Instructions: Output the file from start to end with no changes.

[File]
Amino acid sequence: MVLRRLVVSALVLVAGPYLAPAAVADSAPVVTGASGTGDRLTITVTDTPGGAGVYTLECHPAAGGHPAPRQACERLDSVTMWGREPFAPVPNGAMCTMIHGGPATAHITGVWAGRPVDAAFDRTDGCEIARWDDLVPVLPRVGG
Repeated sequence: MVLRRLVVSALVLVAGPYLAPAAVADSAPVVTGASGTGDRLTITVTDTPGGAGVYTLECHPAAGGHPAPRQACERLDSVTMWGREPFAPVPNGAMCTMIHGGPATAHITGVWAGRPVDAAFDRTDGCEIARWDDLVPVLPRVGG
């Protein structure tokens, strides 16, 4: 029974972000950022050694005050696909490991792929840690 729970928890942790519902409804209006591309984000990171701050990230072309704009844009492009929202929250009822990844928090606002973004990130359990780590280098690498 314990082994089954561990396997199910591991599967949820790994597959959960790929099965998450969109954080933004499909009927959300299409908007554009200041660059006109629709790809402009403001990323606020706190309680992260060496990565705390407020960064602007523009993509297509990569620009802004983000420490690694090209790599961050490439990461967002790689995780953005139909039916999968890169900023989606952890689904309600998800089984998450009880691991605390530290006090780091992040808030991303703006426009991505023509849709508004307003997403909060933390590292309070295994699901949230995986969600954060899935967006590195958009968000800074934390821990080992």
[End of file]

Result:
Amino acid sequence: MVLRRLVVSALVLVAGPYLAPAAVADSAPVVTGASGTGDRLTITVTDTPGGAGVYTLECHPAAGGHPAPRQACERLDSVTMWGREPFAPVPNGAMCTMIHGGPATAHITGVWAGRPVDAAFDRTDGCEIARWDDLVPVLPRVGG
Repeated sequence: MVLRRLVVSALVLVAGPYLAPAAVADSAPVVTGASGTGDRLTITVTDTPGGAGVYTLECHPAAGGHPAPRQACERLDSVTMWGREPFAPVPNGAMCTMIHGGPATAHITGVWAGRPVDAAFDRTDGCEIARWDDLVPVLPRVGG
């Protein structure tokens, strides 16, 4: 029974972000950022050694005050696909490991792929840690 729970928890942790519902409804209006591309984000990171701050990230072309704009844009492009929202929250009822990844928090606002973004990130359990780590280098690498 314990082994089954561990396997199910591991599967949820790994597959959960790929099965998450969109954080933004499909009927959300299409908007554009200041660059006109629709790809402009403001990323606020706190309680992260060496990565705390407020960064602007523009993509297509990569620009802004983000420490690694090209790599961050490439990461967002790689995780953005139909039916999968890169900023989606952890689904309600998800089984998450009880691991605390530290006090780091992040808030991303703006426009991505023509849709508004307003997403909060933390590292309070295994699901949230995986969600954060899935967006590195958009968000800074934390821990080992």